On the mechanical side, this game is really two puzzle games in one, with some prepared tutorial spells that look like things and have somewhat obvious clues, and then randomly generated ones which only go off of the game mechanics. Each part played very differently for me, I enjoyed the early puzzles (even if a bit easy…) because the hints helped eliminate most options, and once that was removed the issues with the mechanics started to become more obvious. Like others have mentioned here, I think the lockdown of red lines made everything a bit luck-based in the later levels. I would often get annoyed if I caught a red line on the first try, because it meant all future information gathering was going to be gimped. I did beat the game on my second run through, but I think I lucked out in the last level by finding a few black lines and knowing where the reds were. Since positions were entirely random, I can't take credit for that situation happening.
I'd like to have seen more scripted puzzles like the "winding river", where it wasn't obvious what the symbol was, but you could get information (i.e. it was one continuous piece). And more like the pentagram, where the repositioned edge marks gave clues without expressly telling you any. But I think if the reds went away like everything else, and you just had to remember them, that would solve most mechanical issues for me. That's how mastermind works, after all. Possibly just draw a faint echo of found lines in the background, if you don't want it to be so memory based.
Oh, and I almost forgot. In your random generator you should pay attention to the number of lines that have the same direction, and mostly limit it to one unless you want the puzzle to be much harder. This might tie into the locking reds, but as directions had 3-4 total options, having two going the same direction meant you needed to hit the black after one red and before the second one, or you'd lose two pieces of information very early on. Black then white meant you were safe, but otherwise black-red could go either way, so the game funnels you towards hitting reds over whites unless you redraw your blacks, which wastes lines. It might be necessary to redraw black as white when a red is found in that direction and it's the last one, or you'll be living with some luck in the puzzle design.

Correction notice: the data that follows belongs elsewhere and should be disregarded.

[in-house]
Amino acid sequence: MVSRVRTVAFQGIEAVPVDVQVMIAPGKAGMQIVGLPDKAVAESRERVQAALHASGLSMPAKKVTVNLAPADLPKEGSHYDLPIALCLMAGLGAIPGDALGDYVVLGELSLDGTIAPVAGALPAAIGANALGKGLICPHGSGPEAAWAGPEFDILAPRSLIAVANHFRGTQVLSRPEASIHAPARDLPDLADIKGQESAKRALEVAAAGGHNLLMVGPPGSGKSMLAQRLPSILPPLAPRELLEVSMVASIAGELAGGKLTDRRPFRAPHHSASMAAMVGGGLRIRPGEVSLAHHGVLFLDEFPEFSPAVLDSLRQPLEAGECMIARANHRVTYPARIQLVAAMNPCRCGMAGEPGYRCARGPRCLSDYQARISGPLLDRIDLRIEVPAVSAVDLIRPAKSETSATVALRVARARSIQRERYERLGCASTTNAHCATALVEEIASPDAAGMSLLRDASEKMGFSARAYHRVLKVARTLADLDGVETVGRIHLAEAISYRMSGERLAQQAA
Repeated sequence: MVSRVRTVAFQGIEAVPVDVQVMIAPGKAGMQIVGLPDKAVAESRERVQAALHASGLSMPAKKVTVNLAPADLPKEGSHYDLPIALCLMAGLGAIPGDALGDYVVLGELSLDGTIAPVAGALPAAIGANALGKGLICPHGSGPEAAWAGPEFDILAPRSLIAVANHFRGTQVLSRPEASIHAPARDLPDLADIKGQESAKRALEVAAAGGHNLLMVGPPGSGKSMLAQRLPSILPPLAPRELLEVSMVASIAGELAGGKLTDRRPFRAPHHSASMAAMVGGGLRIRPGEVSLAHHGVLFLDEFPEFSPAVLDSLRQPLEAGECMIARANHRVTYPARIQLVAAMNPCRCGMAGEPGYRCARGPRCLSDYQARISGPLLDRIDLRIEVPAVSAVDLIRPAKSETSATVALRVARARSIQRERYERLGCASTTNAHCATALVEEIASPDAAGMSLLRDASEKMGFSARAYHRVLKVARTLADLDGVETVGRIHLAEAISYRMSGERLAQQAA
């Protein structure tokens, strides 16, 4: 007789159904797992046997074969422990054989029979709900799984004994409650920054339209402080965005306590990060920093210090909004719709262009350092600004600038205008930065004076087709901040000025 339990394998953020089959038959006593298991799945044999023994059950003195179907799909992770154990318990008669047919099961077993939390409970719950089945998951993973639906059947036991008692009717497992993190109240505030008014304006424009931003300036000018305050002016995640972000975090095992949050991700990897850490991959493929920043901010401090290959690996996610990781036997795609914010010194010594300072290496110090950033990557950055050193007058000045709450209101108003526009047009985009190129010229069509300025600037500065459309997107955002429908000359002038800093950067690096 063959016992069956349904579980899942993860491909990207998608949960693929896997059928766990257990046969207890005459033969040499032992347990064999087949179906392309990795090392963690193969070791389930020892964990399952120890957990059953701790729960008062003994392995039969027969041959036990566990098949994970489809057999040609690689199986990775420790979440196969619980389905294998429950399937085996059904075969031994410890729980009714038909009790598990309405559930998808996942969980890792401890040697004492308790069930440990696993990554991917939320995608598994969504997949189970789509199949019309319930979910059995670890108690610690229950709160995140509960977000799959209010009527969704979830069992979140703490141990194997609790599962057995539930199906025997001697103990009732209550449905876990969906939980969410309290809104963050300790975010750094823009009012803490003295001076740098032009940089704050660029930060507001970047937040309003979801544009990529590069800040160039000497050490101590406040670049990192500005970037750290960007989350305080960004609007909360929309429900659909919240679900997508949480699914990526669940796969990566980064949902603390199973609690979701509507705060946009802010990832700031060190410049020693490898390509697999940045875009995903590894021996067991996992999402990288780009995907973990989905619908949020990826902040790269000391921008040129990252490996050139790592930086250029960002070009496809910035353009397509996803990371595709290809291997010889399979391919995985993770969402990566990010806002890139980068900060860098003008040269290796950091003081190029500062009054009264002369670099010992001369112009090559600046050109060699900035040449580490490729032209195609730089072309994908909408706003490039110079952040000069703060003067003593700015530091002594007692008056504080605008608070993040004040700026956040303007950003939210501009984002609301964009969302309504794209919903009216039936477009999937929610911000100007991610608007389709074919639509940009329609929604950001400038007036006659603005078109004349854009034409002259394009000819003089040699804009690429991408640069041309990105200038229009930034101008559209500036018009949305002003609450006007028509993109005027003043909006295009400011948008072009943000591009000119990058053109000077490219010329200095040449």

Thanks for the in-depth feedback, this exactly what I'm looking for in a jam! Being sceptical and critical is key when it comes to media design (and life in general) and I'm glad my comments had an effect in this vein.
I will have to defend my position by elaborating that I have never claimed to be an expert on themes, whatever that means, I've merely made it abundantly clear that I have a rating scale for themes. I also have a rating scale for graphics and that alone certainly doesn't make me a graphics expert of any kind (as you can clearly see!)
If I were to rate my own entry (impossible to do in an unbiased way, of course), it would not receive a theme rating higher than 5 and even that is grasping at straws (real life magic is about mystisism. Mystisism is "random" and obscure. Kind of fits the interactivity, eh… eh?)
I would say there is only one type of puzzle here. The tutorials are indeed supposed to be tutorials, in other words quite obvious. I would have liked to create a rule based hint system of some kind with, for instance, more varied line types indicating things other than angle (the amount of similar lines, positioning relative to other lines, etc.) This would alleviate the randomness of the levels and address your last point. Forcing some sort of symmetry (or other consistent rules) in the level generator would also help and make the sigils prettier.
There is an easy fix to the red line issue, not reducing the available moves at all, which I'll implement in the post-jam version. I would like to come up with a new design which keeps the idea of running out of options without feeling unfair or random, but so far I'm drawing a blank. Ideas are welcome!
Thanks again for the words (and time!)
Interesting concept! I'm not super familiar with Mastermind (looking it up after playing this made me realize I've probably played Flash game variations on it in the past, but that's about it) so I had no prior expectations for this going in.
So that being said, the systematic guessing aspect of it wasn't really clear to me right away -- based on the first few levels it seemed like it would be based more on clues of what shape to draw (horizon, cup, jewel) but as it progressed it became more a matter of blindly guessing and relying on the clues from the black vs. white vs. red lines. Not a bad mechanic once you get into it, and I like the idea of easing into the game tutorial-style, but I'd wonder if there's a way to make those earlier levels emphasize the nature of the mechanics more so as to avoid the shift.
Controls: I played it on my laptop, but I think it would have been much better on a touch screen and being able to swipe across the screen to draw the lines rather than using a trackpad. The particle effect based animations moving across the screen in the path of the lines, while quite visually appealing, felt a little too slow and kind of at odds with the desire to draw lots of guesses quickly. But I think a mobile version with more responsive animations would have a lot of potential if you wanted to take this further.